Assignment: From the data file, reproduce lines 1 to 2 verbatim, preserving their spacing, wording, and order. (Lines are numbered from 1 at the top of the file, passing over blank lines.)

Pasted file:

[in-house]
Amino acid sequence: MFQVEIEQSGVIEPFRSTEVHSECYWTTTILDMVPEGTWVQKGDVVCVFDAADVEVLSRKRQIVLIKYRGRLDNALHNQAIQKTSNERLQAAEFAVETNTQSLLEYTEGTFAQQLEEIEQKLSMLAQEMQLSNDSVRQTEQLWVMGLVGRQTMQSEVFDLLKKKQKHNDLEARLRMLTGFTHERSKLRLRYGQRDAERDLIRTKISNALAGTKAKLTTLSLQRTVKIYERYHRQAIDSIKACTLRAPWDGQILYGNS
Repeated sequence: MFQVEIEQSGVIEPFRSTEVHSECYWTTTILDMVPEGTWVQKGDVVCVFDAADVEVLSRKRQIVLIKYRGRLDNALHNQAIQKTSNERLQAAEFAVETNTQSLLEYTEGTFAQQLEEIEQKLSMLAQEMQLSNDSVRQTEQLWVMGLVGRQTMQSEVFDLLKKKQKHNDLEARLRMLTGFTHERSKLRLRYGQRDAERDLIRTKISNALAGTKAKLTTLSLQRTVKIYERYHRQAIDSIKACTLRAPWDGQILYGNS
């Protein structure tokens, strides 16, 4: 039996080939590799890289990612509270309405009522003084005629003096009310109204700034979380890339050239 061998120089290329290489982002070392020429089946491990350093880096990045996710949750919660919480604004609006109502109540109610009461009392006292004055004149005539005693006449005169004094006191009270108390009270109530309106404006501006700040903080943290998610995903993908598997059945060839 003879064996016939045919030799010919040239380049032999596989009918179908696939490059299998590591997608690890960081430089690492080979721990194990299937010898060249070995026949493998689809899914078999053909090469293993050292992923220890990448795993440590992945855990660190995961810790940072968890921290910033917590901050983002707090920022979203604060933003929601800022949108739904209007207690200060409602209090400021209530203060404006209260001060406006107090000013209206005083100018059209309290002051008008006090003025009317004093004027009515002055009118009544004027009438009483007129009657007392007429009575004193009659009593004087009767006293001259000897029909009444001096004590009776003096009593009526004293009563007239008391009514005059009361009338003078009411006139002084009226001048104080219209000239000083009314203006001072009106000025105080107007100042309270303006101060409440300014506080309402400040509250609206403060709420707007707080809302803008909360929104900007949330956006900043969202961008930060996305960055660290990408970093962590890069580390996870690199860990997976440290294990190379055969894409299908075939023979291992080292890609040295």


[in-house]
Amino acid sequence: MFQVEIEQSGVIEPFRSTEVHSECYWTTTILDMVPEGTWVQKGDVVCVFDAADVEVLSRKRQIVLIKYRGRLDNALHNQAIQKTSNERLQAAEFAVETNTQSLLEYTEGTFAQQLEEIEQKLSMLAQEMQLSNDSVRQTEQLWVMGLVGRQTMQSEVFDLLKKKQKHNDLEARLRMLTGFTHERSKLRLRYGQRDAERDLIRTKISNALAGTKAKLTTLSLQRTVKIYERYHRQAIDSIKACTLRAPWDGQILYGNS